The state of our society is unimaginable without the existence of virtual technologies. Virtual communication apps like Zoom made the disruptions to normalcy bearable and possible. As millions of workers transitioned to work from home programs, online meeting apps became the bridge to the office and the school for millions of children. Companies realizing the convenience of permitting many employees to work virtually from home and the cost savings from reduced travel and face to face conferences are expected to continue to embrace the use of video conferencing. Connecting and reading others’ social clues over virtual tools, however, can be difficult for people who are generally more social. Facial expressions and physical mannerisms can be lost, even to the most proficient online users. Face to face engagement is in our DNA, but many organizations effectively use virtual technology to connect with consumers and employees. Imagine, for just a moment, experiencing a world pandemic without the digital and virtual communication tools we enjoy today.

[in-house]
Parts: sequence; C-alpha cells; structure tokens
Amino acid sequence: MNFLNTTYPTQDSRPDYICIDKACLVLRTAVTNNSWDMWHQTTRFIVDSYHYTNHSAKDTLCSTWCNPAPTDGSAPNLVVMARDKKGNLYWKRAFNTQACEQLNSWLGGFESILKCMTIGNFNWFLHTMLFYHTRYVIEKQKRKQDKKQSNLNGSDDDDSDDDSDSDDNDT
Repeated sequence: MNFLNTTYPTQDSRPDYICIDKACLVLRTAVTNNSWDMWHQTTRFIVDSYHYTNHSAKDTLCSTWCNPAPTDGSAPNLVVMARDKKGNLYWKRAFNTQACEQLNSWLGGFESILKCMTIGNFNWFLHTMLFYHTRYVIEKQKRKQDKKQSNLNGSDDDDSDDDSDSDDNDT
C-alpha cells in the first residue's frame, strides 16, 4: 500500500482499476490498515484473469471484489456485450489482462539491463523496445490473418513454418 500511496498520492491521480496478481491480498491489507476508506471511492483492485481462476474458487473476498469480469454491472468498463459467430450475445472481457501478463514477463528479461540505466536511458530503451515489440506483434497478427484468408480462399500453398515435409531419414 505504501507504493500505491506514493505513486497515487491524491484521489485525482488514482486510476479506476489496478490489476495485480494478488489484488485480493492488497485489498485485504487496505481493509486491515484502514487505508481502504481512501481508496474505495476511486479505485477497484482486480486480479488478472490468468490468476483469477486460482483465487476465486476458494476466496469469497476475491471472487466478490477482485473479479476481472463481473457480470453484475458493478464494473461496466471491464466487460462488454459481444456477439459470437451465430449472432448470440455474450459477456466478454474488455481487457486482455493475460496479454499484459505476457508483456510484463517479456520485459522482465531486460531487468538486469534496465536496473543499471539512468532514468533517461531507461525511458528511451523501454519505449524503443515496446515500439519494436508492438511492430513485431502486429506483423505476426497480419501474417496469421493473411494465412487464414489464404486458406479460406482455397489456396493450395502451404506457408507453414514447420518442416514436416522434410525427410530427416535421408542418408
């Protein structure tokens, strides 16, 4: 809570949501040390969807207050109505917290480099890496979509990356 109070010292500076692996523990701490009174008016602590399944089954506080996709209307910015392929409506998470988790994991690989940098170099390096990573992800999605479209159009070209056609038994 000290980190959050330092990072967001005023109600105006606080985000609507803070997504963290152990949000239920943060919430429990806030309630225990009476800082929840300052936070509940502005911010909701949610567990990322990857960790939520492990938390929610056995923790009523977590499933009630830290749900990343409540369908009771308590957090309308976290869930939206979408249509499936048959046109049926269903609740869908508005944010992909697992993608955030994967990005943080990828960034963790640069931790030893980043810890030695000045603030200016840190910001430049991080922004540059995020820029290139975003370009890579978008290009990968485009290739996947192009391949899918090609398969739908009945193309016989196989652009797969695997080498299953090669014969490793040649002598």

During the pandemic, causal marketing became a fundamental element of marketing strategy. Now, more than ever before, if a brand doesn’t stand for a cause, consumers will look to a competitor who does. The altruistic response from brands and businesses across the country during the COVID-19 crisis is indicative of something far more important than good business practices and profits. It is a demonstration of the true character of all those who dream to achieve in a free market society.

Going forward into 2021, an effective marketing strategy will focus on keeping the customer front and center. Be prepared to realign your original strategy to match the new reality. Every entity is going to continue to experience significant changes, whether positive or negative; savvy marketers will need to exercise agility and be willing to adjust tactics on the fly. Perhaps the only predictable marketing trend for the new year is one that is closely aligned with the progress of the COVID-19 pandemic. Junction is committed to remaining vigilant and responsive to changing factors in the marketplace and prepared to provide our clients and partners with timely and relevant information about our industry.